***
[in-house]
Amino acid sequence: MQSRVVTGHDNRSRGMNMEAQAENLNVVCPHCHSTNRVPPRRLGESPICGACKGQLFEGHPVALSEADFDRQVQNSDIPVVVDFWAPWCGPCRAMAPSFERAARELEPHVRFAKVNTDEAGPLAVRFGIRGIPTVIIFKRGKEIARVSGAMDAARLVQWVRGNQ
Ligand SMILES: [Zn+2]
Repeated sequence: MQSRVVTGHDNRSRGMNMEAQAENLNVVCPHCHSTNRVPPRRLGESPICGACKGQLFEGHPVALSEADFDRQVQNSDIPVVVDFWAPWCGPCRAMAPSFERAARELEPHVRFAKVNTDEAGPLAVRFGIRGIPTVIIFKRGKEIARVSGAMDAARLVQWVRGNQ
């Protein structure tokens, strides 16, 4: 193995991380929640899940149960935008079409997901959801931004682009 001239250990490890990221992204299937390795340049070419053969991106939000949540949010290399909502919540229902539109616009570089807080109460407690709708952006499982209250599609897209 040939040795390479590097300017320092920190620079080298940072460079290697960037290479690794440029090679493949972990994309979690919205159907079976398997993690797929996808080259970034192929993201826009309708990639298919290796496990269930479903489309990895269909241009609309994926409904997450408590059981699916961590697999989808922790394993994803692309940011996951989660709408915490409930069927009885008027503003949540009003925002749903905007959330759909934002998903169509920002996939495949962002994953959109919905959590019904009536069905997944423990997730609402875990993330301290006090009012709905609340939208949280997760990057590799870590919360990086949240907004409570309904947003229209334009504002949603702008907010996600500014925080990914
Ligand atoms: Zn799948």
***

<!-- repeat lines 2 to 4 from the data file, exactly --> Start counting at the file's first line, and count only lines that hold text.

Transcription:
Amino acid sequence: MQSRVVTGHDNRSRGMNMEAQAENLNVVCPHCHSTNRVPPRRLGESPICGACKGQLFEGHPVALSEADFDRQVQNSDIPVVVDFWAPWCGPCRAMAPSFERAARELEPHVRFAKVNTDEAGPLAVRFGIRGIPTVIIFKRGKEIARVSGAMDAARLVQWVRGNQ
Ligand SMILES: [Zn+2]
Repeated sequence: MQSRVVTGHDNRSRGMNMEAQAENLNVVCPHCHSTNRVPPRRLGESPICGACKGQLFEGHPVALSEADFDRQVQNSDIPVVVDFWAPWCGPCRAMAPSFERAARELEPHVRFAKVNTDEAGPLAVRFGIRGIPTVIIFKRGKEIARVSGAMDAARLVQWVRGNQ